As I read Neelly Burton, I wondered if small congregations or pastor-less churches might offer authentic spaces in new ways. When no one has a claim on being the expert, can we engage parts of ourselves that we previously would have looked over? Perhaps these spaces empower lay leaders to acquire more education and expertise. For church-less pastors, who are known in the community for other work they do, can they bring their community self to the communion table in new ways? When church-less pastors work lay jobs and lay people take on pastoral roles, can we all be a little more authentic everywhere and not pretend to be “better” at church? I hope so.

Co-working. In the rummage sale, I am repurposing who it is I’m working for. I am not working for a particular church; I am working for God. Without a congregation of my own, I have been able to support other pastors and communities differently. For instance, I preached for a colleague during a week when other church community events needed her attention. While she led worship that morning, my ability to take care of the sermon created space in her schedule for other things.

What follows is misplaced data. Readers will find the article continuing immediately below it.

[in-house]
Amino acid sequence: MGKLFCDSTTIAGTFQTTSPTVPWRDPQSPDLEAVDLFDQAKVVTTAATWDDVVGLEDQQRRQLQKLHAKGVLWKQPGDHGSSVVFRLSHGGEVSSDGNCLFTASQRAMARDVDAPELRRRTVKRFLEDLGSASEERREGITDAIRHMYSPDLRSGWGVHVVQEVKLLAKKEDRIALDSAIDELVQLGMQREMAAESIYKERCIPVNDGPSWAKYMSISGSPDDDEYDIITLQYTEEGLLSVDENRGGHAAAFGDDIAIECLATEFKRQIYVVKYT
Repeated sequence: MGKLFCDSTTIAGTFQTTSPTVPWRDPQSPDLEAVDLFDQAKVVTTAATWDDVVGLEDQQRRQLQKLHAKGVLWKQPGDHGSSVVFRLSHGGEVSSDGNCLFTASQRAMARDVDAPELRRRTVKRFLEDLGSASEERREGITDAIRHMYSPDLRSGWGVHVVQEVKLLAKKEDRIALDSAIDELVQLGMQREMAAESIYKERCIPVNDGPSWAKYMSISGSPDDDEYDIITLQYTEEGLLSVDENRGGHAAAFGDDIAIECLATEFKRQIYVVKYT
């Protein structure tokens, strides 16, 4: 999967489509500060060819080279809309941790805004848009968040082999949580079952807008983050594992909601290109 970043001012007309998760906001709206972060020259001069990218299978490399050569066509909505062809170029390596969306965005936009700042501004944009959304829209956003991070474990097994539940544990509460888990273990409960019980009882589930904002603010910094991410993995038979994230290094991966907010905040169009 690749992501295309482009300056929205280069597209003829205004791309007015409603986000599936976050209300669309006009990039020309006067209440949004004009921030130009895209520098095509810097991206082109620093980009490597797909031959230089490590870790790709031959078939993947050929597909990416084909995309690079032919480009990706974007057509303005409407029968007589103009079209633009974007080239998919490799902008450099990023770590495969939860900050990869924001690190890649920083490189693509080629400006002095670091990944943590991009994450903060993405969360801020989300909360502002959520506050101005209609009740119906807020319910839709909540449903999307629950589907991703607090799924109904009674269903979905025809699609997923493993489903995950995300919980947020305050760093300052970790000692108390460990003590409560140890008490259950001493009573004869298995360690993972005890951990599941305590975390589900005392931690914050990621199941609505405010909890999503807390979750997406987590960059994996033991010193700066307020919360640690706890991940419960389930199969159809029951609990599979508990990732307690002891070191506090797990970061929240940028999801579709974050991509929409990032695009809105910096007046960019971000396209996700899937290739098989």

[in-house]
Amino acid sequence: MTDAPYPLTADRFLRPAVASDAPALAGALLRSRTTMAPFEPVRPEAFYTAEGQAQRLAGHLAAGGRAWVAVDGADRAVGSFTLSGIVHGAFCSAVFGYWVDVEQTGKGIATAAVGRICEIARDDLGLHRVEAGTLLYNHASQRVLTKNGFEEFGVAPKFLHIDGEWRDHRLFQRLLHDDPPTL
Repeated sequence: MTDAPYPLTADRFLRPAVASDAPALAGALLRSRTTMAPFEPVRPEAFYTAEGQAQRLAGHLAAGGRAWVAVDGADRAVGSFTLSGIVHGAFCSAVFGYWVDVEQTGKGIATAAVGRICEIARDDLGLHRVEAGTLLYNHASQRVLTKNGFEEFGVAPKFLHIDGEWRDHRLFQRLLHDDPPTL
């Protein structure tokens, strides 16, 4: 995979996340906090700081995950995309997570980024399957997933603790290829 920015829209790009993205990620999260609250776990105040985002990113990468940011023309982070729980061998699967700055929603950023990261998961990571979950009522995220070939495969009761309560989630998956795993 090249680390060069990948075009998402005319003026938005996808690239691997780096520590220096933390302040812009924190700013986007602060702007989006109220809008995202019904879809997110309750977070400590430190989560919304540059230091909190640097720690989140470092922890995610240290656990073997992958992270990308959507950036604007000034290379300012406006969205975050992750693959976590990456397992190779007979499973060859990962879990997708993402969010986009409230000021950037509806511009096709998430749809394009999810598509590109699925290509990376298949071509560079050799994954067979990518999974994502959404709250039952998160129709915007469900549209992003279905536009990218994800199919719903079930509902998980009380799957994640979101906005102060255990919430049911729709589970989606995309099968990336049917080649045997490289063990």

Could a lay leader preach in this case? Absolutely. Churches without pastors are already doing this. They bring in a pastor when they want to have communion as part of the service. This is not new, but I think the idea of co-working has focused on life in the traditional church. In the future, we will see how church-less pastors can impact a community. A growing number of pastors are taking “tent-making” jobs (like Paul in Corinth) so that they can continue to serve a church part-time and feed their families. You can take a pastor outside of a church, but pastors bring with them compassion and community building into their other jobs.

My experience is that when people find out I’m a pastor, I am their pastor whether they are church attenders or even believers. When I’m volunteering or working in other spaces, people have asked if I can switch into my pastor hat for a few minutes. I love wearing many hats, but my favorite moments are being a pastor to people who didn’t realize they wanted one. The Spirit moves in those conversations in a way I haven’t experienced in traditional church. I think God is up to something when pastors are in plain clothes and more accessible to those who can’t/won’t seek the holy in a church building. In this sacred co-working, the goal is never getting them into a pew but giving them language for the Divine that is at work in their lives. The Holy Spirit doesn’t discriminate.